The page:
A deadly lesbian: the mass murderer who shocked the Czech Republic


The Czech film ‘I, Olga Hepnarova’, tells the true story of an alienated young woman who shocked Prague in the 1970s

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July 10, 1973 was a black day in the history of modern Prague. A 22-year-old girl named Olga Hepnarova hired a truck and deliberately and coldly veered off the road, climbed onto the pavement, and cold-bloodedly murdered eight people waiting at a public transport station. More than twenty other people – most of them over the age of 60 – suffered from various injuries. When the Hepnarova stopped her car and was taken for questioning by the police, she insisted on explaining to the stunned interrogators that it was not an accident or a technical malfunction but a well-planned revenge. According to her, her goal was to force the Czech society that abused her all her life to look her eyes at her rejected sons and daughters suffering from physical or mental abuse.

Shortly before the murder, Hepnarova wrote and sent a letter to two Czech newspapers, which arrived a few days after her arrest. And so she wrote: “I’m a lonely man. A woman is devastated. A woman that people abused and destroyed. I have a choice: to kill myself or kill others. I choose to avenge those who abused me. It would be too easy to leave this world as an anonymous suicide victim. The company is too indifferent, and rightly so. My verdict: I, Olga Hepnarova, the victim of your animalism, will be sentenced to death. ”

The story of the Hepnarova, who lived in her last years in a hut isolated in the forest and had short sexual relations with women, was described extensively in a Czech book in 2001 and served as the basis for a black-and-white feature film called “I, Olga Hepnarova.” The two-hour film, a collaboration between the Czech directors Tomas Weinreb and Peter Kazade, was screened last year at the Berlin Film Festival and took place last weekend in theaters in the United States (the film also won several screenings at the Haifa Festival, but was not commercially distributed in Israel). The two have cast the rising Polish actress Michaelina Olshanska into the lead role, who finds it difficult to hold the plotless film on her bare shoulders.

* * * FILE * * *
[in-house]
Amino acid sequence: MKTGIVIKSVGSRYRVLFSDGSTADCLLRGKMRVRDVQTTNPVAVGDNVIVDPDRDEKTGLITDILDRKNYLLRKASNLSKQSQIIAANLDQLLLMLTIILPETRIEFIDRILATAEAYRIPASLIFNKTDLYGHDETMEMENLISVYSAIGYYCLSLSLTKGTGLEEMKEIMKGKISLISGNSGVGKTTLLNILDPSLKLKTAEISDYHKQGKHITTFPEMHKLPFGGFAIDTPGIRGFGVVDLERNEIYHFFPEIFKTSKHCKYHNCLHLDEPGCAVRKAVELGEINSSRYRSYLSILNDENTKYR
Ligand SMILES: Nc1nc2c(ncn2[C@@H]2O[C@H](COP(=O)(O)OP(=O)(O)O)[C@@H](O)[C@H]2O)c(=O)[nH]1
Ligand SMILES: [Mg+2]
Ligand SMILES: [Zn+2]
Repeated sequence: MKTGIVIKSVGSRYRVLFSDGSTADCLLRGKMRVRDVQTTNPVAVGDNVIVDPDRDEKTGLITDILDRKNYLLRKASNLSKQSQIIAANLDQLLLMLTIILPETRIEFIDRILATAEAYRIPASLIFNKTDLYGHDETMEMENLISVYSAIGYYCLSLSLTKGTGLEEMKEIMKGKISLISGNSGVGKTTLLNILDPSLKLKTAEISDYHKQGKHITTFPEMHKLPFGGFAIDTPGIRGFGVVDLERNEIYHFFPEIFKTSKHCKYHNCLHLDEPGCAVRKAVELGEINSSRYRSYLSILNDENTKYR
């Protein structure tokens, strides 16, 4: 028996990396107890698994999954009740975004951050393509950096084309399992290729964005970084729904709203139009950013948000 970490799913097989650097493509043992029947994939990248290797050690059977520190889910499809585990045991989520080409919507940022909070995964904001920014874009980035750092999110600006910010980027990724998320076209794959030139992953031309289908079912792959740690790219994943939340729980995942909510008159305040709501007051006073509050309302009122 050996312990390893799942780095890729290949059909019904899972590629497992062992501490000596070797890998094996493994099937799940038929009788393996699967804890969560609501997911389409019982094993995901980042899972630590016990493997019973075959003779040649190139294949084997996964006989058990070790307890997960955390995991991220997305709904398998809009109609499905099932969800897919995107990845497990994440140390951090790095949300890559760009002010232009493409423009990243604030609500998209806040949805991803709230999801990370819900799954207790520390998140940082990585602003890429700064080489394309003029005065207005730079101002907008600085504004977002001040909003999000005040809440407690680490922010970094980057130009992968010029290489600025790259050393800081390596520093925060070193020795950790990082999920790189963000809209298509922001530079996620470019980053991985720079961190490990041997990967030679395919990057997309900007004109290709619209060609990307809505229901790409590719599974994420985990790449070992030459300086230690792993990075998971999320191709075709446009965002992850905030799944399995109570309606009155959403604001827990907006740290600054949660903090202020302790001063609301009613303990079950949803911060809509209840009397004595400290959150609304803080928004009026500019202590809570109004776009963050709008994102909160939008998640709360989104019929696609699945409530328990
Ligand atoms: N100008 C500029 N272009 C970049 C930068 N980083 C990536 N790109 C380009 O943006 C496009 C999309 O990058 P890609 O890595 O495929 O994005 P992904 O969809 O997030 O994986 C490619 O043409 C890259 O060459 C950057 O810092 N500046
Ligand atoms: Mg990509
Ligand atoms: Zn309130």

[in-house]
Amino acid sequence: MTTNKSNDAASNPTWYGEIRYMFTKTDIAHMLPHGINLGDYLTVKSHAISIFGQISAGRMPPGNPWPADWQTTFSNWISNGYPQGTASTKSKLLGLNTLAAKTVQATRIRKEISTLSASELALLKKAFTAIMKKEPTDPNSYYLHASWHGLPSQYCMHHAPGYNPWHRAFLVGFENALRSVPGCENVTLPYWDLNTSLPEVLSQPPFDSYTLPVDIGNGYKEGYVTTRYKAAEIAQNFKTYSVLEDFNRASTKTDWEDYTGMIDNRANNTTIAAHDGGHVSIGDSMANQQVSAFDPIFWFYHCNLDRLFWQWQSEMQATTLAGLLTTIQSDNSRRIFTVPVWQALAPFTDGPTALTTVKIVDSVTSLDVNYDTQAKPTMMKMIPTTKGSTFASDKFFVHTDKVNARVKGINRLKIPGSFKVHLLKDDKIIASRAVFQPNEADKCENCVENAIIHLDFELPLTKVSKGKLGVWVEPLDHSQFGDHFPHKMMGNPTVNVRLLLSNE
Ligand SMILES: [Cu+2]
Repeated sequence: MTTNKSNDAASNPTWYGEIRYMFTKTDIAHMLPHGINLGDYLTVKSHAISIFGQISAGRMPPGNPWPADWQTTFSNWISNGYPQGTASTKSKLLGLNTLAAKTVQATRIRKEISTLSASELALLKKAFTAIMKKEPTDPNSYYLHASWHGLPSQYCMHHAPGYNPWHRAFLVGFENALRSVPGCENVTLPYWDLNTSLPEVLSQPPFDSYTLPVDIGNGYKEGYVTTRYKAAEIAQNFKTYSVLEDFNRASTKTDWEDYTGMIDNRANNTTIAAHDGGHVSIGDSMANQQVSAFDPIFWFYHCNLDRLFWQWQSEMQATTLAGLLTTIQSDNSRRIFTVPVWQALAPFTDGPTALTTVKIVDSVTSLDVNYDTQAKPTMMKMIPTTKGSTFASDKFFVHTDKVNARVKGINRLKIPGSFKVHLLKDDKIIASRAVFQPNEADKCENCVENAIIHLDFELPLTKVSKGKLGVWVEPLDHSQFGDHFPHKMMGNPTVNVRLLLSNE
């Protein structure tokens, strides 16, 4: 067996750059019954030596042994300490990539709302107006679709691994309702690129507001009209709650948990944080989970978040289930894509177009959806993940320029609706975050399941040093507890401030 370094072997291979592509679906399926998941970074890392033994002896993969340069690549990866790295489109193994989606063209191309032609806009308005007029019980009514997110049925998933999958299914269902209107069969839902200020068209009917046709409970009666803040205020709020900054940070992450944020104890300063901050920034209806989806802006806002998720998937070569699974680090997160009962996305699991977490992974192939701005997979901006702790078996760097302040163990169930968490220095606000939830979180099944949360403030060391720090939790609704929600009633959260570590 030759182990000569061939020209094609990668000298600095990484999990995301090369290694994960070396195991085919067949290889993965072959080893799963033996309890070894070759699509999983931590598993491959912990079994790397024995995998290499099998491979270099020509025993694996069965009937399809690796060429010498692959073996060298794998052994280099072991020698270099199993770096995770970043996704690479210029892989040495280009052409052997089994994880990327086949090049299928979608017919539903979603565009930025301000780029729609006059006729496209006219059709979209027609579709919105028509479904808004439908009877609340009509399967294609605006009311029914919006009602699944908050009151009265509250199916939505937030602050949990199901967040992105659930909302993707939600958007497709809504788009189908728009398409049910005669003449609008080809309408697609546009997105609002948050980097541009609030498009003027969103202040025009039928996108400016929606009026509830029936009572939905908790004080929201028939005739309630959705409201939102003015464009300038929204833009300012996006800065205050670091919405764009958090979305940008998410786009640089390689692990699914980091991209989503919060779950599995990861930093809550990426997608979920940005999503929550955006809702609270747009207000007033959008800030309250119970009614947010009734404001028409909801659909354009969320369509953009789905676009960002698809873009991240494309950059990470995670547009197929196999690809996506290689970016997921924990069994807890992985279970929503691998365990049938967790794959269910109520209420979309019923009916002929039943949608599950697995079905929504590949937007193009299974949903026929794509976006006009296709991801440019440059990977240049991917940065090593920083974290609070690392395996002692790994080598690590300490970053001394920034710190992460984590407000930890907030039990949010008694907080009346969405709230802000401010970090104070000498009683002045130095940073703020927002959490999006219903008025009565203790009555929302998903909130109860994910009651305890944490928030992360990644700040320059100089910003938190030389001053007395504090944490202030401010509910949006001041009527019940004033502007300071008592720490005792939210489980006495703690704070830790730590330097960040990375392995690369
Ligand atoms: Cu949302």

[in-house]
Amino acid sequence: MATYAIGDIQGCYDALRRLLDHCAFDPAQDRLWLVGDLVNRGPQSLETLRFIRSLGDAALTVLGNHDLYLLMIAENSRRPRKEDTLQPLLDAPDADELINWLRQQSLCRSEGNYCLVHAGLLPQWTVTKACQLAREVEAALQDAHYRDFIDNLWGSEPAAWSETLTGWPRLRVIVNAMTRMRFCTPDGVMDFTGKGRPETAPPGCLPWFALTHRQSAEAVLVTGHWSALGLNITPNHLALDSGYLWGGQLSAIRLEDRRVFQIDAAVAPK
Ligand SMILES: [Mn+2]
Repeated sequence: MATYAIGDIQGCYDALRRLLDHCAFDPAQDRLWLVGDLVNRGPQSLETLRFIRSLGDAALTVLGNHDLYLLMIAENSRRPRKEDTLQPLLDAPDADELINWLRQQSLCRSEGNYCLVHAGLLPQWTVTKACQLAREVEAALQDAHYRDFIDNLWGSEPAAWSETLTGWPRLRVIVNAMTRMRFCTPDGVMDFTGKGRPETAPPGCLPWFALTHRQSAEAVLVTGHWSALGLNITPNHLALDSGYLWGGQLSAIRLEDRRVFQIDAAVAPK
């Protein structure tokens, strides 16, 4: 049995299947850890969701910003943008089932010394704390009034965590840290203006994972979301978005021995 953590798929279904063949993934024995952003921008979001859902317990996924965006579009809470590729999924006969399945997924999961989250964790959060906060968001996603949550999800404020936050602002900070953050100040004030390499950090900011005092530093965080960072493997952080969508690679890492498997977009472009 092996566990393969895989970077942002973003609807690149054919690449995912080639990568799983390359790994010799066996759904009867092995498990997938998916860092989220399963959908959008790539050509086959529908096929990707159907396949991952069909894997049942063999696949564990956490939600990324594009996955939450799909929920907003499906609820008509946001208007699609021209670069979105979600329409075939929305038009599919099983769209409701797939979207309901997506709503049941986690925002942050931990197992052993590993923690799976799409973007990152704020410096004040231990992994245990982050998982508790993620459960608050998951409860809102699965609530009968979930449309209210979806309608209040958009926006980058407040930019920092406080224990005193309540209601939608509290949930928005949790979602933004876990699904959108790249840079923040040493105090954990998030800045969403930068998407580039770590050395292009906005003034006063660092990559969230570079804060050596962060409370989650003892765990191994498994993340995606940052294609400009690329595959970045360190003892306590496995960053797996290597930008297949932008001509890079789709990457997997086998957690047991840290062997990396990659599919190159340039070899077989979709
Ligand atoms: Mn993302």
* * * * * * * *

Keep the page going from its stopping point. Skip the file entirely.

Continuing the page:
According to Weinreb and Kazada, they sought to avoid sensationalism, and therefore chose a slow and thoughtful style that included a lot of use of close-ups. But the result is puzzling and fails to provide answers to the troubling questions that arise from the Hepnarova story: Could the young woman born in June 1951 be treated and abused by a father who abused her and beat her to the point of blood and an emotionally detached mother? Has she suffered from schizophrenia or temporary insanity? What caused her to murder in cold blood and then ask the judges for a death sentence? And did she regret her actions during the year she lived in solitary confinement in prison and waited for her execution?

As stated, the film leaves most of these questions open. Instead of recounting the extreme life story of Hepnarova, who tried to commit suicide and was hospitalized for a year in a psychiatric institution, the directors decided to provide a glimpse into the moments of the last two years that led to the murder: the transition from her parents’ home to an isolated hut in the forest where she met her lovers, alienated sex scenes, And work as a driver at a factory where almost all of its employees are men. The scenes are full of embarrassing silences and long scenes that cause discomfort, and viewers are required to work hard to try to decipher the haunted girl the film is focusing on. What are the demons who persecuted her? Has the psychiatric establishment been negligent or turned its back? How did she turn from a suicidal girl into a mass murderer? It is hard to answer when most of the film presents her as an eccentric loner who communicates with the outside world only through lesbian sex

Olshanska, who embodies the heroine, is a talented and beautiful actress, but she is required here to play a one-expressive game that has trouble arousing empathy. This cinematic missus is especially distressing because it seems that Hepnarova was a very intelligent and articulate young woman who best described her pain. In the letters she left behind, and in her few appearances in court, she repeatedly explained that the mass murder was actually a premeditated suicide: she wanted to end her life, but sought to avenge anyone who had been abused. In one of the strongest scenes in the film, she declares that “it was my only way to make sure my case was not forgotten. If I had committed suicide, you would have forgotten me tomorrow. ”

Hepnarova was executed on March 12, 1975, and became the last woman to be executed in Czechoslovakia. According to Weinreb and Kazadeh, they wanted to bring her story back to the public consciousness to stimulate discussion of the need to assist victims of abuse and to identify victims of violence at an early stage. These are pure intentions, but their depressing film finds it difficult to realize them. Instead of a real possibility of understanding what a healthy young woman has done to murder eight innocent people (whose names or families are not mentioned for a moment), they seem to have fallen in love with the idea of shooting a supposedly black-and-white film. Families of victims – and viewers – deserve more



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